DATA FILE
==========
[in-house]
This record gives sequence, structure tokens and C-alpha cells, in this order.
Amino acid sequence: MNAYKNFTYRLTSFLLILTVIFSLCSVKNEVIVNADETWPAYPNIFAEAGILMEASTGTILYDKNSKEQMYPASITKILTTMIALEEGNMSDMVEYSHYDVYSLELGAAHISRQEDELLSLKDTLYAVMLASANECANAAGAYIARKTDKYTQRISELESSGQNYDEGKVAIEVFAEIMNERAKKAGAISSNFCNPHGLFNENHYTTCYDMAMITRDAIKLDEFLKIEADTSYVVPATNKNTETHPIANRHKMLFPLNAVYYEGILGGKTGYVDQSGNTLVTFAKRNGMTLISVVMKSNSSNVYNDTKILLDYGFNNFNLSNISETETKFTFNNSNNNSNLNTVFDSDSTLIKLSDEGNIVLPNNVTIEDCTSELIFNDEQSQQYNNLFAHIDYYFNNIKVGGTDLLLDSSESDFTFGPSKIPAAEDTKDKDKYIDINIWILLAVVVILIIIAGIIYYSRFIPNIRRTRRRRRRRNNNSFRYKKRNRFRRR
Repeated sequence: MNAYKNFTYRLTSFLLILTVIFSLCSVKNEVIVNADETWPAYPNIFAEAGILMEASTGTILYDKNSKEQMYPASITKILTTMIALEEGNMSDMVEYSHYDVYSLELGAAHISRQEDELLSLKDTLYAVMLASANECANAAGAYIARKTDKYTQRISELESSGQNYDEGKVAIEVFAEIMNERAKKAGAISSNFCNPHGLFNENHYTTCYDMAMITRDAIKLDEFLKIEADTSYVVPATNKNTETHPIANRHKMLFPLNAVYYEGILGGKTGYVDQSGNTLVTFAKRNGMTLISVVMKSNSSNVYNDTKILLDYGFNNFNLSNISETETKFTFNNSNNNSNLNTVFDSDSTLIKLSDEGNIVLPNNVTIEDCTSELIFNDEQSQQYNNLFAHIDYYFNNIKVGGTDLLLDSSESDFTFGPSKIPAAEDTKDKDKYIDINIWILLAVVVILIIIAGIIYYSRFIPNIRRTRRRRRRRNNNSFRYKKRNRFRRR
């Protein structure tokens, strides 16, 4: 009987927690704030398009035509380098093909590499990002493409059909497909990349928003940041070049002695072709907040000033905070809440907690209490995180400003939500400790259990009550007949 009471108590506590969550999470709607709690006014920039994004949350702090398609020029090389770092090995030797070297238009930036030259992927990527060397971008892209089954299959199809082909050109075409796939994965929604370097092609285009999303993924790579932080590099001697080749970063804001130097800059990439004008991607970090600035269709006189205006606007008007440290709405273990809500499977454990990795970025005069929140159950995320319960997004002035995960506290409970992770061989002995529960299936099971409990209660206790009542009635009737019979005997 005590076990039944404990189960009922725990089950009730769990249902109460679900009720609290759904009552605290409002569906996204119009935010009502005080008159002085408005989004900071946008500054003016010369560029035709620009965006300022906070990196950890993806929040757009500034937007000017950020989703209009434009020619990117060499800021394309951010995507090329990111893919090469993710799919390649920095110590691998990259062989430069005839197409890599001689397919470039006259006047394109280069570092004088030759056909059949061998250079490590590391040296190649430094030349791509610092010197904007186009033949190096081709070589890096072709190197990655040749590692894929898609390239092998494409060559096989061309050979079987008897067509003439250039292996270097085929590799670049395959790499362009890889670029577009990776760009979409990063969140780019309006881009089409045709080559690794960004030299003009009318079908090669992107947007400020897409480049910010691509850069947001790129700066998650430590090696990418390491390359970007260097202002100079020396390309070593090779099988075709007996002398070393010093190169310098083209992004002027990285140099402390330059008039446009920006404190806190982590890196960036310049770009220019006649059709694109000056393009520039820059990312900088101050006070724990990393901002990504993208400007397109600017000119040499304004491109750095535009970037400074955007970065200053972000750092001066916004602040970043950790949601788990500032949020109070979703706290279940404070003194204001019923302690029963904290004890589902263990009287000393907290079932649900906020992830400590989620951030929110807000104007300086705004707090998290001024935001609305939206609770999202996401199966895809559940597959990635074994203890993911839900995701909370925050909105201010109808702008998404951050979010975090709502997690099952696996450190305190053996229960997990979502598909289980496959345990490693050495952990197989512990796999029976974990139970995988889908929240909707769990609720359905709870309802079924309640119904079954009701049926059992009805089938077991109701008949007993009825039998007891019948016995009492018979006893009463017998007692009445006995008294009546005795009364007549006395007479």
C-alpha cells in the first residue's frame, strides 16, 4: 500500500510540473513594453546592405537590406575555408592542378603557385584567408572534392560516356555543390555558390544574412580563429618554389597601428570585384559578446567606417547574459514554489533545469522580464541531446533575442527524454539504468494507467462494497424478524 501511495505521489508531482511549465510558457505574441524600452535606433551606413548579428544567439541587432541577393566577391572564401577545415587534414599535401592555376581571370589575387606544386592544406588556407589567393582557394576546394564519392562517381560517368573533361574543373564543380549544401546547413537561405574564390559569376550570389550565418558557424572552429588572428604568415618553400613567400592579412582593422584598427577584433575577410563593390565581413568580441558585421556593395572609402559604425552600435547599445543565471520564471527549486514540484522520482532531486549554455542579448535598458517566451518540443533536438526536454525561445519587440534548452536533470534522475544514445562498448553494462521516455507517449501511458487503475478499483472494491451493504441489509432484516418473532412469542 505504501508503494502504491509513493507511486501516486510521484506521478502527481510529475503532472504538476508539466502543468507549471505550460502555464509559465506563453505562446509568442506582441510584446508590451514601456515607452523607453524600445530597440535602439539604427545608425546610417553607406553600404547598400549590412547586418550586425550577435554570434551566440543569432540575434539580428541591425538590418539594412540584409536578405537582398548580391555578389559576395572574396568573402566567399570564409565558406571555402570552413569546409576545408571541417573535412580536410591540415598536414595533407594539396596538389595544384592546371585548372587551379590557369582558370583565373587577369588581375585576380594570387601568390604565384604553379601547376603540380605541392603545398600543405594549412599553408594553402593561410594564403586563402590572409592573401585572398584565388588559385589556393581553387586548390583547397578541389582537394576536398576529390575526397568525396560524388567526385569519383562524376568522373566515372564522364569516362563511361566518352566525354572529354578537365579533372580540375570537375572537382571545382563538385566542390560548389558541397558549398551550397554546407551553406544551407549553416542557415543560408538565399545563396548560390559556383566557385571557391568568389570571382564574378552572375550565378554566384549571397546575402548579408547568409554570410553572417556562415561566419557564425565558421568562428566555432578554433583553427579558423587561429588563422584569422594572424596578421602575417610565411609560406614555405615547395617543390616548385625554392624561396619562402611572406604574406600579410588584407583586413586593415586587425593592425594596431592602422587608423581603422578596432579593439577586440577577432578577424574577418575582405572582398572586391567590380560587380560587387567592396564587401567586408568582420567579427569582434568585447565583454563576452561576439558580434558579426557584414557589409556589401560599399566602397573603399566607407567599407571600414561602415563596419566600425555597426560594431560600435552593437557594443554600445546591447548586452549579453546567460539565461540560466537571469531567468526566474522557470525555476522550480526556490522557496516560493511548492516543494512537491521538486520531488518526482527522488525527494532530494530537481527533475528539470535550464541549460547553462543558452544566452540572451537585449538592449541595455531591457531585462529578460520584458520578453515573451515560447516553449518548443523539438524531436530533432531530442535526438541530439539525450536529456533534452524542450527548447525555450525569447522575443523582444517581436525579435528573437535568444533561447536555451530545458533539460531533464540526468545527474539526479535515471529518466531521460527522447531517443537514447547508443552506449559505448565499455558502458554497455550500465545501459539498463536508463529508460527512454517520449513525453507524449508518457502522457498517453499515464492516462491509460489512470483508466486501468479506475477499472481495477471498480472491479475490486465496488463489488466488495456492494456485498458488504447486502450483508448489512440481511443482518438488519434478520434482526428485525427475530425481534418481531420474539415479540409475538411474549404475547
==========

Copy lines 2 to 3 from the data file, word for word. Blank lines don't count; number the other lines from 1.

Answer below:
This record gives sequence, structure tokens and C-alpha cells, in this order.
Amino acid sequence: MNAYKNFTYRLTSFLLILTVIFSLCSVKNEVIVNADETWPAYPNIFAEAGILMEASTGTILYDKNSKEQMYPASITKILTTMIALEEGNMSDMVEYSHYDVYSLELGAAHISRQEDELLSLKDTLYAVMLASANECANAAGAYIARKTDKYTQRISELESSGQNYDEGKVAIEVFAEIMNERAKKAGAISSNFCNPHGLFNENHYTTCYDMAMITRDAIKLDEFLKIEADTSYVVPATNKNTETHPIANRHKMLFPLNAVYYEGILGGKTGYVDQSGNTLVTFAKRNGMTLISVVMKSNSSNVYNDTKILLDYGFNNFNLSNISETETKFTFNNSNNNSNLNTVFDSDSTLIKLSDEGNIVLPNNVTIEDCTSELIFNDEQSQQYNNLFAHIDYYFNNIKVGGTDLLLDSSESDFTFGPSKIPAAEDTKDKDKYIDINIWILLAVVVILIIIAGIIYYSRFIPNIRRTRRRRRRRNNNSFRYKKRNRFRRR